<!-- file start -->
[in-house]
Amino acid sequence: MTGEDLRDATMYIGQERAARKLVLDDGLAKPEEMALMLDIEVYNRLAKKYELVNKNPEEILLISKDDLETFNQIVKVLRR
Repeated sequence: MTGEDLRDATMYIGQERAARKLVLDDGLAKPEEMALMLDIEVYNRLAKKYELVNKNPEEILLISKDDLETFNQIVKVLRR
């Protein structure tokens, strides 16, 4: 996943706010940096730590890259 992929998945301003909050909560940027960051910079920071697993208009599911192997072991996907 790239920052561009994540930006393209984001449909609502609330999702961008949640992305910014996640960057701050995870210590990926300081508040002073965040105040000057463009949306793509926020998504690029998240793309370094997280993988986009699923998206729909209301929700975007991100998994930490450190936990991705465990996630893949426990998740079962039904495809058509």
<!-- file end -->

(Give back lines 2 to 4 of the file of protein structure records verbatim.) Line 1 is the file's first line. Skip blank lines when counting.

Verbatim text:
Amino acid sequence: MTGEDLRDATMYIGQERAARKLVLDDGLAKPEEMALMLDIEVYNRLAKKYELVNKNPEEILLISKDDLETFNQIVKVLRR
Repeated sequence: MTGEDLRDATMYIGQERAARKLVLDDGLAKPEEMALMLDIEVYNRLAKKYELVNKNPEEILLISKDDLETFNQIVKVLRR
């Protein structure tokens, strides 16, 4: 996943706010940096730590890259 992929998945301003909050909560940027960051910079920071697993208009599911192997072991996907 790239920052561009994540930006393209984001449909609502609330999702961008949640992305910014996640960057701050995870210590990926300081508040002073965040105040000057463009949306793509926020998504690029998240793309370094997280993988986009699923998206729909209301929700975007991100998994930490450190936990991705465990996630893949426990998740079962039904495809058509």